On the occasion of the solo exhibition Roundabouts, Bonniers Konsthall is presents the new publication Andreas Eriksson, published by Koenig Books.
One persistent question that pervades Western history is the relationship between nature and culture. This recurring theme in art, philosophy and politics is addressed by each and every generation that need to consider the topic in their respective way. In Andreas Eriksson’s case, this question is negotiated through a great interest in painting, both as a technique and theme. Utilising painting, photography, sculpture, weaving and film, Eriksson explores the picturesque. Andreas Eriksson occupies a unique place in both his native Sweden as well as on the international art scene. His paintings are often placed within the tradition of Northern European Romanticism—the subject matter is frequently garnered from the landscape surrounding Mount Kinnekulle, Sweden, where he keeps his studio—but his artwork is just as often the embodiment of an idea rather than a concrete image. A typical feature of his work would paradoxically be to constantly transform and create through mobility where forms of expression always translate themselves into something else.
In the publication, Sara Arrhenius, director of Bonniers Konsthall, discusses notions of time and the contrasting of geographical immobility and material mobility in Andreas Eriksson’s work. The urge to let the act of creation lead you to unknown places, rather than to follow a specific style, is discussed by Eriksson and Camilla Larsson, curator at Bonniers Konsthall. Pontus Kyander, curator and art critic, delves into the task of the painter and in close proximity with the artistic process of Andreas Eriksson he gives fresh insight into the relationship between the canvas, paint and artist. Kirsty Bell, writer and art critic, proposes a productive link between the act of painting and the act of memory, where Andreas Eriksson’s works could be seen as material recollections from nature as well as art history. She writes:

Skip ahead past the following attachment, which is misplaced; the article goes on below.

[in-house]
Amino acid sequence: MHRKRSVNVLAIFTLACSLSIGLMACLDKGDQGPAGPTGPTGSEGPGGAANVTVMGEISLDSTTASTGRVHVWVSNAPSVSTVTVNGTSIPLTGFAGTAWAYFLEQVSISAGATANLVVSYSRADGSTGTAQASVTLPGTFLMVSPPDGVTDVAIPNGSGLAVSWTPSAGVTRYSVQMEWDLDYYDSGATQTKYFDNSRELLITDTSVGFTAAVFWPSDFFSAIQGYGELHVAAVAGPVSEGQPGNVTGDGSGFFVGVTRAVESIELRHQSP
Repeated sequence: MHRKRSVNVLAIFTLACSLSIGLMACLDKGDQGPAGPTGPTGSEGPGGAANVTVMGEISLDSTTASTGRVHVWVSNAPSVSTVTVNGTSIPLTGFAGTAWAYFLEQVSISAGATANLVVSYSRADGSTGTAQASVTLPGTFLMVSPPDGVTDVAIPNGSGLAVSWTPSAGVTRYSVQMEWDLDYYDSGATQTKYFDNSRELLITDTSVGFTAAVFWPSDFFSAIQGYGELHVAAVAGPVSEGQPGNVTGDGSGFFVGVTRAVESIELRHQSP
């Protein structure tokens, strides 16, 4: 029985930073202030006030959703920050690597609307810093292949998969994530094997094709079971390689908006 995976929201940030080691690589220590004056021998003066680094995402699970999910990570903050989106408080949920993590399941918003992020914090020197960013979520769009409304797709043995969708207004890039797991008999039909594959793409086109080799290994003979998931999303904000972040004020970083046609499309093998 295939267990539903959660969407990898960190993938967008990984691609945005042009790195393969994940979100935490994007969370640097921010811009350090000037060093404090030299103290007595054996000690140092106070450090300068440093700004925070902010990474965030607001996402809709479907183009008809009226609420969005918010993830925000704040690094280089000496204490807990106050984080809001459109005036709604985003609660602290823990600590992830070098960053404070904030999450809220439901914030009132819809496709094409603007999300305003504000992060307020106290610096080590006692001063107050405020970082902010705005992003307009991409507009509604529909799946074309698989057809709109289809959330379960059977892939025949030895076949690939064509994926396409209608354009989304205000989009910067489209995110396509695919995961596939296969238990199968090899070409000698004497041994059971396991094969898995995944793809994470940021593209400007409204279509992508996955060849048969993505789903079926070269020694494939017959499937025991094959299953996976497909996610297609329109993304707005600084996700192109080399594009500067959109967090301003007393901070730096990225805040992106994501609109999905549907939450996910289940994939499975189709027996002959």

“[Andreas Eriksson’s] works often veer so close to the territory of pure abstraction, however, that landscape appears as if greatly magnified, and seems almost to become a function of perception, or a construct of the mind. Details of earth, rock, branch, or water are constantly revisited, with minor variation and nuance, until landscape becomes color itself; collections of mottled shades which gradually shift in accordance with the seasons, or sharpness of the light. In this sense, the landscape does not appear as a romantic or sublime setting for the individual, but rather as a given backdrop—a setting for the routines of life akin to the role of the canvas as ground for the activities of brush and paint.”
The book with its 32 pages long cover jacket that can be unfolded like a frieze, has been designed by Patric Leo, with the aim of allowing the art a space to both display its place of origin—so closely entwined with the artistic process—as well as the physical space it occupies in the world once completed.
The publication is published on the occasion of the exhibition Andreas Eriksson: Roundabouts at Bonniers Konsthall, Trondheim kunstmuseum, CentrePasquArt and Reykjavik Art Museum.
Contributors: Sara Arrhenius, Kirsty Bell, Andreas Eriksson, Pontus Kyander, Camilla Larsson
Editors: Sara Arrhenius, Sofia Curman, Camilla Larsson
Graphic Design: Patric Leo
Published by: Koenig Books, London, 2013
Andreas Eriksson, Roundabouts is now available at Bonniers Konsthall and through Koenig Books.
Hours: Wednesday noon–8pm,
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